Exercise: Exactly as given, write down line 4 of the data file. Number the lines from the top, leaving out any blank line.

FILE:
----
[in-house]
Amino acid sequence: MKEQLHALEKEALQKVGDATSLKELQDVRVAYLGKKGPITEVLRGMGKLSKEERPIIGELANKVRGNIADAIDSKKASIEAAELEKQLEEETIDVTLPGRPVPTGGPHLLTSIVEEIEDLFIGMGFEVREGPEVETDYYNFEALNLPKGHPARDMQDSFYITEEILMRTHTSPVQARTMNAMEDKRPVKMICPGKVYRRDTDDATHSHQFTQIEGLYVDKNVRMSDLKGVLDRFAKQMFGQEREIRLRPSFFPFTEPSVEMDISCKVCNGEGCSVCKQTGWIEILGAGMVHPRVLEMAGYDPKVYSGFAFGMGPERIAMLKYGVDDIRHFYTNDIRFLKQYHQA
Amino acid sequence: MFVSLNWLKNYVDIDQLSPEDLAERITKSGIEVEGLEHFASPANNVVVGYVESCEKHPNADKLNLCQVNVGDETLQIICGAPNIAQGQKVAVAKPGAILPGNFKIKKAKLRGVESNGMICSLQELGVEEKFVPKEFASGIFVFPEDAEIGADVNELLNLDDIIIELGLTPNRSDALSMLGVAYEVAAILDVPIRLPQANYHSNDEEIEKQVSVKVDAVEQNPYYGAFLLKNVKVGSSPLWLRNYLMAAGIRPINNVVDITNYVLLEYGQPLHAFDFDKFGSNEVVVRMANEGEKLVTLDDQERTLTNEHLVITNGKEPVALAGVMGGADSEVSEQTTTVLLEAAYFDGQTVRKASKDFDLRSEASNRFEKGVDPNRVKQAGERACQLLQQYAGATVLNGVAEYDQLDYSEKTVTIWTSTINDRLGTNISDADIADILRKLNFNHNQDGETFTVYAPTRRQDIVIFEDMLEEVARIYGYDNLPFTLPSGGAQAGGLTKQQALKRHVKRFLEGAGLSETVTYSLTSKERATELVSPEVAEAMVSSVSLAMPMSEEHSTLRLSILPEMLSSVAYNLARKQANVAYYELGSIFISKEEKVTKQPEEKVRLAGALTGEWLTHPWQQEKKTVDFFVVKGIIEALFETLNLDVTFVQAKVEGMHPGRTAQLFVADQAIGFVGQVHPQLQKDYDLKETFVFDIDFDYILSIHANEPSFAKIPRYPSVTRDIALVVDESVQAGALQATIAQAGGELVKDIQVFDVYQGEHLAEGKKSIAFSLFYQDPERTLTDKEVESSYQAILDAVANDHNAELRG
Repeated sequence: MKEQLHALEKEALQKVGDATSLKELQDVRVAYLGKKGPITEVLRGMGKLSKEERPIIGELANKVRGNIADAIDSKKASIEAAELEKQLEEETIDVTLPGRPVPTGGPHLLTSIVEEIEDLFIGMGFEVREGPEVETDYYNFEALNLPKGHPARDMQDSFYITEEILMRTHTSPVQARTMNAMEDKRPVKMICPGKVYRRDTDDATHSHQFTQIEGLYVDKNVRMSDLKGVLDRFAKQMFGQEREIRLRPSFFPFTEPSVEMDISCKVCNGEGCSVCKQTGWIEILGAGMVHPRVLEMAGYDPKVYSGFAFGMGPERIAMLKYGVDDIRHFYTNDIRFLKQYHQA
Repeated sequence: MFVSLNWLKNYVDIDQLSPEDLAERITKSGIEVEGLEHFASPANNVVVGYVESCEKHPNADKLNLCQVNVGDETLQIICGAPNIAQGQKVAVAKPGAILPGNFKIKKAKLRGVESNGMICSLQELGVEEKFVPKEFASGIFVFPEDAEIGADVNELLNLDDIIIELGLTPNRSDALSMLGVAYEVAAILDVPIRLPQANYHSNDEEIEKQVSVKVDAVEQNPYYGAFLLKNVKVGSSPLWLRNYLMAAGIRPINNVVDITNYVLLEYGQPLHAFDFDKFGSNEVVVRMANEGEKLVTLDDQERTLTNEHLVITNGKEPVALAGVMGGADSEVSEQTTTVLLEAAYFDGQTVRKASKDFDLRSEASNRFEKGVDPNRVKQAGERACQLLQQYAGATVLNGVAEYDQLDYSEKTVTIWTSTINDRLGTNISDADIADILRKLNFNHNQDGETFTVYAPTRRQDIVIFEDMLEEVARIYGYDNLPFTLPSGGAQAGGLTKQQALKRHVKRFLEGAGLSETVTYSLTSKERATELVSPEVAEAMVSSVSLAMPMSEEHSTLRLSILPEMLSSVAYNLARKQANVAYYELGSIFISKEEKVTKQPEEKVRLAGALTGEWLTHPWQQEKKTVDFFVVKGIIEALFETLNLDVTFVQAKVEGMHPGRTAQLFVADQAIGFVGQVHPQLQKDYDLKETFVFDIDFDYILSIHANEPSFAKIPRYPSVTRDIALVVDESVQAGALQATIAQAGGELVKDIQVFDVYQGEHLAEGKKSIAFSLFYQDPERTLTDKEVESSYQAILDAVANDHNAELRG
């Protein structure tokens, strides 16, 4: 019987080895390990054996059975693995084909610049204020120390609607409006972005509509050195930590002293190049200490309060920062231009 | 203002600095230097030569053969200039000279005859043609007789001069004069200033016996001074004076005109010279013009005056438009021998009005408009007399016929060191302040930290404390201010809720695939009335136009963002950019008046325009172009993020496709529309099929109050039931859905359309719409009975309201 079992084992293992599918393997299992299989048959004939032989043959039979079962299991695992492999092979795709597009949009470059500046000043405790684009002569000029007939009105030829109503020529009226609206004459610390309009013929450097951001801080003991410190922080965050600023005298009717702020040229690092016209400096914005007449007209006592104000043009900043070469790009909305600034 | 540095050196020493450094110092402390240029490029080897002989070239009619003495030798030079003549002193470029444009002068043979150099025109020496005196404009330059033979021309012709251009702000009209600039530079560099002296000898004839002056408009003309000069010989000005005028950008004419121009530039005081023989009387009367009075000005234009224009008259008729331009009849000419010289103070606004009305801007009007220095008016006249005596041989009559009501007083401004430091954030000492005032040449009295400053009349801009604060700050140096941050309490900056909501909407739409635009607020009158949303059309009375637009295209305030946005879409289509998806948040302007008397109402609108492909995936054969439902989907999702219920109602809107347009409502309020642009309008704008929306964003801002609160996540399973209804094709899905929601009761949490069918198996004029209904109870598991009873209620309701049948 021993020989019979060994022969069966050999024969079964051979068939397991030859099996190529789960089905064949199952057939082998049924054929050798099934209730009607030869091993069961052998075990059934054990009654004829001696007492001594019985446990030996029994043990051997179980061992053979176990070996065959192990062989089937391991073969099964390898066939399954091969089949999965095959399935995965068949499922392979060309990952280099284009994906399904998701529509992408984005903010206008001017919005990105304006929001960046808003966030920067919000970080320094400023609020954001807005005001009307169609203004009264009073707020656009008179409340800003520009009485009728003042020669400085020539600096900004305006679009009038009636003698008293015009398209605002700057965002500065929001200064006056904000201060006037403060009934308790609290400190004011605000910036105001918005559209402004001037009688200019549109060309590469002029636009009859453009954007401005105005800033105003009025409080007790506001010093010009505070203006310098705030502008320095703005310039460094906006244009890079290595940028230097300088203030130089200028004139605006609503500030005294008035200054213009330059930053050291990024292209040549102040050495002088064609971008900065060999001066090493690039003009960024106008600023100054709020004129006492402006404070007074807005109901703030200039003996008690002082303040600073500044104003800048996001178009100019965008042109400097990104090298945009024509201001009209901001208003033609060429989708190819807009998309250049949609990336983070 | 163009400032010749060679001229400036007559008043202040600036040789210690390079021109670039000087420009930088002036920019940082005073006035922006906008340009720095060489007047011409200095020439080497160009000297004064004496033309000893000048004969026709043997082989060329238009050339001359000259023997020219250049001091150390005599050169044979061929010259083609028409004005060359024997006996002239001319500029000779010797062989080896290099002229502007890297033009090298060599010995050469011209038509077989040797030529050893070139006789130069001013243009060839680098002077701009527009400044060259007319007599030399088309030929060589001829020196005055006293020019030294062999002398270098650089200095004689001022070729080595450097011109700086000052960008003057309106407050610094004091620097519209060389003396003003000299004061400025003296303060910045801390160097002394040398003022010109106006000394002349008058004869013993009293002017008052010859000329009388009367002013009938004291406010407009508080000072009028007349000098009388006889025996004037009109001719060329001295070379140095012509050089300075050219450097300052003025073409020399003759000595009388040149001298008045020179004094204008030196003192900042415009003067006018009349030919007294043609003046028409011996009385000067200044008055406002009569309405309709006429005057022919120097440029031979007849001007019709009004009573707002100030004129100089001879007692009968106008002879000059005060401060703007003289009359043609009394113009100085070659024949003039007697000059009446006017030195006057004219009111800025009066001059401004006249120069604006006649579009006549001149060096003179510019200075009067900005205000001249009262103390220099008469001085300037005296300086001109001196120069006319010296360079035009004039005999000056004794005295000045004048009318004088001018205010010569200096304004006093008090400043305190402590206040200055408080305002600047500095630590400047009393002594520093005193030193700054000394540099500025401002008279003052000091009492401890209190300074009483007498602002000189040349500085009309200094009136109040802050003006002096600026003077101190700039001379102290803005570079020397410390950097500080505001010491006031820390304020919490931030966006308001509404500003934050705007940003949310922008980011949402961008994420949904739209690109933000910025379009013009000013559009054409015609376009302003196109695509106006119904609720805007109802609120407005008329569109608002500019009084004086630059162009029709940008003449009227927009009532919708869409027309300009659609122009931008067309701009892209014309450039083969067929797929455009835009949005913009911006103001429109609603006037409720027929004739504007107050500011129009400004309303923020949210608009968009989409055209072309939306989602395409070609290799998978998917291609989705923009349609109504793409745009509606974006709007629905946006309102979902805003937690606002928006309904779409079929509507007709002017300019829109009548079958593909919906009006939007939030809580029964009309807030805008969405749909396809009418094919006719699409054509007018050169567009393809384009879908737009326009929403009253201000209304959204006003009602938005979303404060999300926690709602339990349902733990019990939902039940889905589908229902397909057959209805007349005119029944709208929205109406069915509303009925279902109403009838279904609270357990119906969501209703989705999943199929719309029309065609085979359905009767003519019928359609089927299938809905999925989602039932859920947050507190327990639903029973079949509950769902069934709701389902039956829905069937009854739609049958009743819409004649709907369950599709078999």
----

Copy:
Repeated sequence: MKEQLHALEKEALQKVGDATSLKELQDVRVAYLGKKGPITEVLRGMGKLSKEERPIIGELANKVRGNIADAIDSKKASIEAAELEKQLEEETIDVTLPGRPVPTGGPHLLTSIVEEIEDLFIGMGFEVREGPEVETDYYNFEALNLPKGHPARDMQDSFYITEEILMRTHTSPVQARTMNAMEDKRPVKMICPGKVYRRDTDDATHSHQFTQIEGLYVDKNVRMSDLKGVLDRFAKQMFGQEREIRLRPSFFPFTEPSVEMDISCKVCNGEGCSVCKQTGWIEILGAGMVHPRVLEMAGYDPKVYSGFAFGMGPERIAMLKYGVDDIRHFYTNDIRFLKQYHQA